Complex situations and dynamic settings have increased the importance of mentoring in recent years. Mentoring, a process in which a mature person counsels and guides the needy in supportive and caring manner, has shown to achieve positive outcomes for students. Studies have revealed that mentoring leads to better educational performance and reduces school dropouts, in the long run. At the same time, it helps employees grow faster in the organizational ladder. Scholars have identified that an effective mentoring may increase self-esteem, motivation, encouragement, work performance, and help the organizations manage generational diversity in a better way. At the same time, it helps students to connect positively with peers, parents, and teachers thereby improving their educational and social skills. However, there are some factors that may act as barriers in the process. For instance, if the time duration is too short, it may not yield desired outcomes. Likewise, standard mentoring models may not always be helpful for aggressive children.
In the present paper, the impact of mentoring on students and employees has been investigated. A wide range of literature has been reviewed to assess the factors facilitating or hampering the mentoring process. It has been hypothesized that mentoring positively impacts their overall well-being if provided considering the specific conditions of mentees. The following literature reviews attempt to support the hypothesis.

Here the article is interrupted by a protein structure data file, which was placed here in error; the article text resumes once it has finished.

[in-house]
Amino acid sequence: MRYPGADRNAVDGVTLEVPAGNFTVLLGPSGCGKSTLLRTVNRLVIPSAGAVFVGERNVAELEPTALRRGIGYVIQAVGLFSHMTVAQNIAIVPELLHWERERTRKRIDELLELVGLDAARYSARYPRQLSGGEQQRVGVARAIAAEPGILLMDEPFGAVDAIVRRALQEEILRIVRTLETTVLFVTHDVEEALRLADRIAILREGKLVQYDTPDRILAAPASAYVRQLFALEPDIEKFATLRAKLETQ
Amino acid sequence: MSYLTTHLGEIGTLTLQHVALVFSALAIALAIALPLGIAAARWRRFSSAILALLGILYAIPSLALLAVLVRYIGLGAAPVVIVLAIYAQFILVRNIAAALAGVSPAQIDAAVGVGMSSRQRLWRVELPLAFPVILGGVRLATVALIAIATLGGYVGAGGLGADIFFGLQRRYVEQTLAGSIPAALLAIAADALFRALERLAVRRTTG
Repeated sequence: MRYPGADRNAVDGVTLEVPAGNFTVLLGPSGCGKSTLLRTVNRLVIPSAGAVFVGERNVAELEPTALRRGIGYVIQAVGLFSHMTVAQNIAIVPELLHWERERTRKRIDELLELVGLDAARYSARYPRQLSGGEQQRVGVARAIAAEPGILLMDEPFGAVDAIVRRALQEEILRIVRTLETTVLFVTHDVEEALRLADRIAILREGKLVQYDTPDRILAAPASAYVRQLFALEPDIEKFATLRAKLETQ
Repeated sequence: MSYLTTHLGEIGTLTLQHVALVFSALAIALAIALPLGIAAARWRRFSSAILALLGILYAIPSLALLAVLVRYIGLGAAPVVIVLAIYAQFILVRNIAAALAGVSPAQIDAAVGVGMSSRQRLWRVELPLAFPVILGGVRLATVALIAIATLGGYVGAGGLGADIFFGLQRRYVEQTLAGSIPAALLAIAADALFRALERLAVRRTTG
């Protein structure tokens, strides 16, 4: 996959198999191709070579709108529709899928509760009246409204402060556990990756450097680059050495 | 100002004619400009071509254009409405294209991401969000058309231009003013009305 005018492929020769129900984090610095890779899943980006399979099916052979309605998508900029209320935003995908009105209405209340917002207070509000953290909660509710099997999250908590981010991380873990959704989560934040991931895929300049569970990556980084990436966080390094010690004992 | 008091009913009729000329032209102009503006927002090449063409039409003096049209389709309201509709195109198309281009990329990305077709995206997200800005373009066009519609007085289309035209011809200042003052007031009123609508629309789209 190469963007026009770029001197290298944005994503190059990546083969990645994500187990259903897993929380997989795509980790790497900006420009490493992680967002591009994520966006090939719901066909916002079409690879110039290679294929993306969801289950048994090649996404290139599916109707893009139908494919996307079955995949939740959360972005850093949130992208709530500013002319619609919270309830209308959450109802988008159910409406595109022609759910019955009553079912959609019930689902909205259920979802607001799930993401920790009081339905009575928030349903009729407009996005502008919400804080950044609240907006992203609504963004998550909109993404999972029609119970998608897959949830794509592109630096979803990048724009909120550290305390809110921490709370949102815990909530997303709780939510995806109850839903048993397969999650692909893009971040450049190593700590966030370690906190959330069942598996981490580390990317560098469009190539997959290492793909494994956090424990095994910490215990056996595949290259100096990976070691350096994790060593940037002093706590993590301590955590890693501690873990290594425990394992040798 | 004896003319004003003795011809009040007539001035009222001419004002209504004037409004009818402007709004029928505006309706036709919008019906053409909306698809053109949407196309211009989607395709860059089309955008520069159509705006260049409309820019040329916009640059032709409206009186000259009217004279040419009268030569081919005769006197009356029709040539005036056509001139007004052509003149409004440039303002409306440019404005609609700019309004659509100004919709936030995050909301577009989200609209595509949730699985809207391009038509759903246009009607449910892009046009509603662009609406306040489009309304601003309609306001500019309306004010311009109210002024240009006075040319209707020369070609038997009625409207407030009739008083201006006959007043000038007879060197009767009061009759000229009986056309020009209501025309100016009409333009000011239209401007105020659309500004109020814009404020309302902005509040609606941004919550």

An article by Michael J. Karcher (2005) mentions a dyadic relationship between a mentee and a mentor who provides the required guidance, care, and attention over an extended period. Among best practices of mentoring approach is the development mentoring that promotes connectedness, self-esteem, academic attitudes and identity in mentees: “In developmental mentoring, mentors are trained and supervised by school staff or university student coordinators” (Karcher, 2005, p. 65).
Development Mentoring is an approach to school-based mentoring in which high school students work with junior elementary school mentees. The author has identified a positive linkage between mentoring and students' connectedness to teachers, peers, and parents: “The content of the mentoring curricula and the mentor training in developmental mentoring reflects the primary goal of promoting youths’ connectedness to school and connectedness to their parents” (Karcher, 2005, p. 66).